John David Anderson writes novels. Lots of novels. He just doesn't always get them published.  He is the author of SidekickedMinionStandard Hero Behavior, and the soon-to-be-released The Dungeoneers. He lives with his patient wife and brilliant twins in Indianapolis, Indiana, right next to a State park and a Walmart. He does not wear ties but will wear sandals in the snow. He enjoys hiking, reading, chocolate, spending time with his family, playing the piano, chocolate, making board games, chocolate, not putting away his laundry, watching movies, and chocolate. Those aren't his real teeth. Seriously. The middle four on top? Lost 'em in a car accident. It's all right, though, the plastic ones look nice and he can still eat corn on the cob. Learn more about John David Anderson on his website.

Feature Book of the Week: The Neptune Project by Polly Holyoke

Monday, September 14, 2015

Featured Book of the Week
The Neptune Project 
Polly Holyoke

Nere feels more at home swimming with the dolphins her mother studies than she does hanging out with her classmates. Nere has never understood why she feels so much more comfortable and confident in water than on land, but everything falls into place when Nere learns that she is one of a group of kids who-unbeknownst to them-have been genetically altered to survive in the ocean. These products of "The Neptune Project" will be able to build a better future under the sea, safe from the barren country's famine, wars, and harsh laws.

But there are some very big problems: no one asked Nere if she wanted to be a science experiment, the other Neptune kids aren't exactly the friendliest bunch, and in order to reach the safe haven of the Neptune colony, Nere and her fellow mutates must swim through hundreds of miles of dangerous waters, relying only on their wits, dolphins, and each other to evade terrifying undersea creatures and a government that will stop at nothing to capture the Neptune kids...dead or alive.

Fierce battles and daring escapes abound as Nere and her friends race to safety in this action-packed aquatic adventure.

Author Post 

I was excited to learn that The Neptune Project was going to a part of the Pattonville Area-wide Book Battle. I’m thrilled that students in Missouri will be trying to remember the details in my story because I spent months doing research to get those details right.
I have always been fascinated by the sea. Growing up in Denver, Colorado, I loved the rare family vacations where I actually had a chance to see the ocean and the beach. I’d gaze at the waves and wonder what it was really like beneath them. When I got home again, I’d talk my friends into playing dolphin and mermaids with me by the hour. In my twenties, my husband and I took up scuba diving, and it was so cool! I finally had a chance to see for myself the amazing world under the waves.

When I first dreamed up the premise of my Neptune books, that a group of genetically altered kids would have to go live in the sea, I faced two challenges. I didn’t know any oceanography and I really didn’t know genetics. But I grew up in a family where if I didn’t know something, my parents encouraged me to look it up. When I was little, that meant digging into the Encyclopedia Britannica. We were the proud owners of both a kid set and a grown up set.  I remember gazing at fascinating pictures and reading articles about everything from dinosaurs to dolphins. Later, when I went on to college, I went to a small school that encouraged its students to do detailed research using all sorts of original sources and documents.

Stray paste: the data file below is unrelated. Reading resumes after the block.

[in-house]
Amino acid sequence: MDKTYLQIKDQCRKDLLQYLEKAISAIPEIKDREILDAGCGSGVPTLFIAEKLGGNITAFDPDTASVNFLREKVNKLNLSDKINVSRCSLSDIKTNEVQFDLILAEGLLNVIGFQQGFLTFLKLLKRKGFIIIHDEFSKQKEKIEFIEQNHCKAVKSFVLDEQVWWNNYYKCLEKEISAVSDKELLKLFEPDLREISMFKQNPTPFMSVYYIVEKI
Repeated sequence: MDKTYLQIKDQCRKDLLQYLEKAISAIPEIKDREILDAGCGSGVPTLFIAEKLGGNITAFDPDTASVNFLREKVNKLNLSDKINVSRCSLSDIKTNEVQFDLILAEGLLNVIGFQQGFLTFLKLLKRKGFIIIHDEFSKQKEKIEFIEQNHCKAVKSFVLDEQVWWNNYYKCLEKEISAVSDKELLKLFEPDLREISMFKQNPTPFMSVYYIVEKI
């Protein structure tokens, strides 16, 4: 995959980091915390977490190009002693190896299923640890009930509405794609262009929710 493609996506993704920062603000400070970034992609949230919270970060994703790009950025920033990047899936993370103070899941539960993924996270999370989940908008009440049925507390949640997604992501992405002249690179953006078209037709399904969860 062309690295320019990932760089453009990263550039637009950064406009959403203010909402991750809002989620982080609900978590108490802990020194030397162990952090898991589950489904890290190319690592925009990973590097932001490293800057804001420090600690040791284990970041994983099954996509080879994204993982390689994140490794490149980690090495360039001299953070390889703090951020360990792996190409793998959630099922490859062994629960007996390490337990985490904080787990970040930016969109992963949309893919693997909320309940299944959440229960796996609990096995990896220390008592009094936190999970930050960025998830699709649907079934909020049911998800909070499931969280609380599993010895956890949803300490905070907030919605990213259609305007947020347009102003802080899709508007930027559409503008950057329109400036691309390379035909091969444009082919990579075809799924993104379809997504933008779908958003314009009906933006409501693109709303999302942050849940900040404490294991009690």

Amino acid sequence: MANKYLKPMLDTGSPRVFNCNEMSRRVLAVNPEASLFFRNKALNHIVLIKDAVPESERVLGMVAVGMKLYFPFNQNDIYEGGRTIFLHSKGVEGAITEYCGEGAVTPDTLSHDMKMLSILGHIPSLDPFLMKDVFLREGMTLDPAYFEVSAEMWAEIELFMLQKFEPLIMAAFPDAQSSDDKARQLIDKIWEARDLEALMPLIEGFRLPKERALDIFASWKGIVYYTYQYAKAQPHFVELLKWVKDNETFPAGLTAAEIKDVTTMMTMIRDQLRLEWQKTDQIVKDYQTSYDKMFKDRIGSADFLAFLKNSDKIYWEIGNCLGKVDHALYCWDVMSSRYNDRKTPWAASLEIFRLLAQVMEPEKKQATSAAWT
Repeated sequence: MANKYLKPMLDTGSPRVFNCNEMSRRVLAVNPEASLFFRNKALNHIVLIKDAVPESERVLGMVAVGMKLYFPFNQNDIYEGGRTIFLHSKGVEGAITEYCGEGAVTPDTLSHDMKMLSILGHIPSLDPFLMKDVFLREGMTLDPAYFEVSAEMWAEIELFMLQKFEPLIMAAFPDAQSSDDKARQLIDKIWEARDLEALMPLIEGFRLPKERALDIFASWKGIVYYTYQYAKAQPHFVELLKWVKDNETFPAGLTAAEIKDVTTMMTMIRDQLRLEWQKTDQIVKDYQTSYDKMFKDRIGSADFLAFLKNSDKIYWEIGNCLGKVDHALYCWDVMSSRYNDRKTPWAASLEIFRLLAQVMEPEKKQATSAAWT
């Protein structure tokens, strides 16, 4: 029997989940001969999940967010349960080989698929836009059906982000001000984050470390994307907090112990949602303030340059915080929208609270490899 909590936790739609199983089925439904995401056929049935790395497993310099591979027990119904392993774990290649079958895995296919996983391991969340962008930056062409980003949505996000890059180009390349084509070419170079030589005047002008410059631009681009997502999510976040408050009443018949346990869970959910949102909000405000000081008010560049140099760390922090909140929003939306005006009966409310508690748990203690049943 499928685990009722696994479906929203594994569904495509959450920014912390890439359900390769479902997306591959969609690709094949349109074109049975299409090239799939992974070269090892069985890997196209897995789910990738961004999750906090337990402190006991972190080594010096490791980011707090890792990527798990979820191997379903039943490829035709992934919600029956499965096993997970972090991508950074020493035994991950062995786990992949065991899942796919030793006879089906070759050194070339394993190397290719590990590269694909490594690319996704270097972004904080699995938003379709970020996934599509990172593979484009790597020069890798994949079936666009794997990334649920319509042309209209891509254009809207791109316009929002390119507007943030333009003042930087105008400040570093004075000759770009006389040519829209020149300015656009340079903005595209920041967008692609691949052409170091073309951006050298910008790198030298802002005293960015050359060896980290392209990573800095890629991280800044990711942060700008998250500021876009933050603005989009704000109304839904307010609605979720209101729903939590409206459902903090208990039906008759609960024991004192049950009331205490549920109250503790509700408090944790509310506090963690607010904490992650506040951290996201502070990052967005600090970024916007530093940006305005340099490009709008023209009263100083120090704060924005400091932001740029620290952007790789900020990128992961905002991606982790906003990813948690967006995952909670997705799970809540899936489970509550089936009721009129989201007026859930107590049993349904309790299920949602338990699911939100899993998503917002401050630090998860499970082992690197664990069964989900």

That’s why I was confident I could do the research for a book set almost entirely in the sea, and I was right. I dove right in, so to speak, and had a blast learning all about the rich marine life of the Channel Islands and the Northwest. I found out that dolphins sleep with one half of their brains awake, and that orcas live in family groups their entire lives. Sea wasps, or box jellyfish, actually kill more people every year than sharks do. Every day I learn more fascinating facts about the sea.

           Orcas swimming in the Gulf of Alaska


I recently heard a local library director just assumed I was a marine biologist. I also had a young fan tell me, “I had no idea all those cool animals were down there.” Those are some of the nicest compliments my research and my books have ever received!


I grew up in Colorado and love hiking, camping and skiing in the mountains. I graduated Phi Beta Kappa, summa cum laude from Middlebury College in Vermont and earned my teaching certificate from the University of Colorado. I taught middle school social studies for almost a decade before leaving teaching to concentrate on my writing career. I've always LOVED reading and wrote my first book, RUSTLERS OF THE HIGH COUNTRY, with my best friend when I was in fifth grade. This remarkable tale about two little girls outwitting horse thieves never was published, but it did get me hooked on writing stories.

My husband introduced me to scuba diving, and I've been fortunate enough to dive all over the world. Like my heroine, Nere, I am claustrophobic, though, so I don't dive in wrecks or lava tubes anymore.

I live with three sweet dogs, two lazy cats and a very nice husband who puts up with piles of books all over our house. I love going to work in my pajamas and getting paid for daydreaming.  

If you would like to know more about this author or her books check out her website.